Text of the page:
Freezers and risers: Decoding council tax
So, for the first time in a decade, journalists can write a story about the most interesting part of the complicated world of local government finance - whether the council tax is going up.
The last of Scotland's 32 councils, South Ayrshire, decided what to do on Thursday morning. Bills there will rise by 3%.
But, as I have been predicting since December, several councils chose to forego a rise.
Eight councils - all with Labour leaders - are voluntarily freezing the basic rate of council tax in a move which is not without its risks.
Any council which voluntarily foregoes some income may find it hard to say it is not getting enough government money - an argument used by First Minister Nicola Sturgeon at Holyrood.
It may also leave a council open to claims from local campaigners that is not doing all it can to mitigate cuts and savings.
A further three councils - all with the SNP in the driving seat - have opted for rises of less than 3%.
Twenty-one councils - including others led by Labour and the SNP - decided to go for full 3% rises. The average bill will rise by no more than £3-4 a month.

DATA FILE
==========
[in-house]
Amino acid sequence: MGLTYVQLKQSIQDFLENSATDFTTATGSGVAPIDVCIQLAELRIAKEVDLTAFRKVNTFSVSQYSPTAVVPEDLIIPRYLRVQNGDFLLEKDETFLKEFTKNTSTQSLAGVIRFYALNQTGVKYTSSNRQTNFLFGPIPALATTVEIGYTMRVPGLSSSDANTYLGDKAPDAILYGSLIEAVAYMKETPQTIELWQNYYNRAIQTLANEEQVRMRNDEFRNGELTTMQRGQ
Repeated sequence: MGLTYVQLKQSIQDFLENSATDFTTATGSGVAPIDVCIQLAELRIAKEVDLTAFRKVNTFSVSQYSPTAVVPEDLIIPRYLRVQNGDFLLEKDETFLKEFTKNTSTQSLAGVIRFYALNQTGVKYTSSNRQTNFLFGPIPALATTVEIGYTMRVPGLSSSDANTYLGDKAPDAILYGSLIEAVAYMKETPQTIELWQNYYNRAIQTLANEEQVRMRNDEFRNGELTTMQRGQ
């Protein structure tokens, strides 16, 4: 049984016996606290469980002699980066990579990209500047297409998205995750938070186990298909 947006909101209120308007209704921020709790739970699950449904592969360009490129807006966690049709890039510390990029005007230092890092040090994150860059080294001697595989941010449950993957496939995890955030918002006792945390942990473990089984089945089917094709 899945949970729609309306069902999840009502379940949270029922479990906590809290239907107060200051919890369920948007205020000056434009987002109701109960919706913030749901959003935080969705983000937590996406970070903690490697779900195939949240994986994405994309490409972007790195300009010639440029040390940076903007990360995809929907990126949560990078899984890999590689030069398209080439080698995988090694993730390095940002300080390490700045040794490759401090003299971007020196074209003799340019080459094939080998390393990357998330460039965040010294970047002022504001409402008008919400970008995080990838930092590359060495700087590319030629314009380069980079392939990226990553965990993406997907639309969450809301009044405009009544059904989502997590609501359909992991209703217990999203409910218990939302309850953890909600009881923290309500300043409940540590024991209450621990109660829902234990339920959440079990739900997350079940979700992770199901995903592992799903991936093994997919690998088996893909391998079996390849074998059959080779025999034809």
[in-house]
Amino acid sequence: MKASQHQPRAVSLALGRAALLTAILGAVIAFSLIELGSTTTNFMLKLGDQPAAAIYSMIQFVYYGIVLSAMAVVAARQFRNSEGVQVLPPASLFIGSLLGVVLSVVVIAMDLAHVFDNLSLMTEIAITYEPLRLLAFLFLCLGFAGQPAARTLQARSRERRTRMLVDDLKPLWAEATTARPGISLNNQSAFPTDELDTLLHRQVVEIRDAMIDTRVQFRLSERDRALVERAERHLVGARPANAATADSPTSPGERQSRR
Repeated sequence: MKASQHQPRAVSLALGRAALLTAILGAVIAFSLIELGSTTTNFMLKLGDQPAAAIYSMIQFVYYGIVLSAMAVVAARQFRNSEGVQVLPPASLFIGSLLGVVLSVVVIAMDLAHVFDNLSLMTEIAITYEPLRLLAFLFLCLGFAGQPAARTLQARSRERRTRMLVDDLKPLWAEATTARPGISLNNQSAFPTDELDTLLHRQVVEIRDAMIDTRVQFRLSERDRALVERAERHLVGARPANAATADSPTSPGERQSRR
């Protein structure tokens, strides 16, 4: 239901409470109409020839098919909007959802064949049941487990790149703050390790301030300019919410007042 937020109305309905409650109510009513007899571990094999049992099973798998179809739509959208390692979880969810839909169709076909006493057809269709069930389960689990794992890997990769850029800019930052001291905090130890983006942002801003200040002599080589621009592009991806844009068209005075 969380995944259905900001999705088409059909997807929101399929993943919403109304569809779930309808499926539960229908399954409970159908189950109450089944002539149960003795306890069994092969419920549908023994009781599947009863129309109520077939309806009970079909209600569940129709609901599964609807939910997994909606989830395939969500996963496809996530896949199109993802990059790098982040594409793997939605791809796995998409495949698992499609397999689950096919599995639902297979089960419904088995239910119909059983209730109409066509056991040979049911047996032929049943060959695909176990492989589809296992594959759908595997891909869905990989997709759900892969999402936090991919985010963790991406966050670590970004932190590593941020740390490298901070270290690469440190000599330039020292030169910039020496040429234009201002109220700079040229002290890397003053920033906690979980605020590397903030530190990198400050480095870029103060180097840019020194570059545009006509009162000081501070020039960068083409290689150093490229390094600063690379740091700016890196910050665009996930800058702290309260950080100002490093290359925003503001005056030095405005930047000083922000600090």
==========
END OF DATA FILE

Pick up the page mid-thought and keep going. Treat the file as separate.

The most expensive council tax is in Glasgow while the least expensive is in the Western Isles. The difference in Band D bills between the two areas is £194 a year.
But, of course, around a quarter of people face far more significant increases regardless of local decisions because of national changes to how bills are calculated which have been made by the Scottish government.
The elephant in the room is May's council elections. National polls suggest Labour could find it hard to retain some of its councils although locally some senior Labour figures seem more confident.
So will local council tax freezes actually prove popular despite the concerns some have expressed?
And how might voters react in those areas where they are being asked to pay more even though there will still be cuts and savings?